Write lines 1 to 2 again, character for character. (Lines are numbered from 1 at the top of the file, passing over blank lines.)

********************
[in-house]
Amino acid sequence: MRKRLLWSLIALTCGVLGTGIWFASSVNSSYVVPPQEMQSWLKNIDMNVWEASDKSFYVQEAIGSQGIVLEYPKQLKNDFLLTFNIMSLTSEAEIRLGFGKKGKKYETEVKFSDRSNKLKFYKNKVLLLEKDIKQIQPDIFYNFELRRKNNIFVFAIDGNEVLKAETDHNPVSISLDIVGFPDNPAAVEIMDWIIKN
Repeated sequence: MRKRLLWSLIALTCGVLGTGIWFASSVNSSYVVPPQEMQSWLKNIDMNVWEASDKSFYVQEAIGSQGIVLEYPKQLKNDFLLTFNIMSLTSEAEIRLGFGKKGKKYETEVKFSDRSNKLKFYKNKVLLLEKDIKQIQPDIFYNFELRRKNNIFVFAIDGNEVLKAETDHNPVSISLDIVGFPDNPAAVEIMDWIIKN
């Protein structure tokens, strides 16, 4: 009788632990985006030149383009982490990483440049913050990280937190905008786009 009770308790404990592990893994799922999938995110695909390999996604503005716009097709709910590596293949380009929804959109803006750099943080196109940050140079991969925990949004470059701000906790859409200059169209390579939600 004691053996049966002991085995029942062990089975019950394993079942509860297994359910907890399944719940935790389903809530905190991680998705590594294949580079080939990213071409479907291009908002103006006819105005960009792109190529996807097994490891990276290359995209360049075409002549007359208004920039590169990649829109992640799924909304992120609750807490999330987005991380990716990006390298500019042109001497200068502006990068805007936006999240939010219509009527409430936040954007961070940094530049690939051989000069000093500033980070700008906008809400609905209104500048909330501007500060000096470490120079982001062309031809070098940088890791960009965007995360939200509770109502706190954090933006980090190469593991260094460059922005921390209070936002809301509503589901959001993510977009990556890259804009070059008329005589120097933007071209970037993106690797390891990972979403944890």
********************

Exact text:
[in-house]
Amino acid sequence: MRKRLLWSLIALTCGVLGTGIWFASSVNSSYVVPPQEMQSWLKNIDMNVWEASDKSFYVQEAIGSQGIVLEYPKQLKNDFLLTFNIMSLTSEAEIRLGFGKKGKKYETEVKFSDRSNKLKFYKNKVLLLEKDIKQIQPDIFYNFELRRKNNIFVFAIDGNEVLKAETDHNPVSISLDIVGFPDNPAAVEIMDWIIKN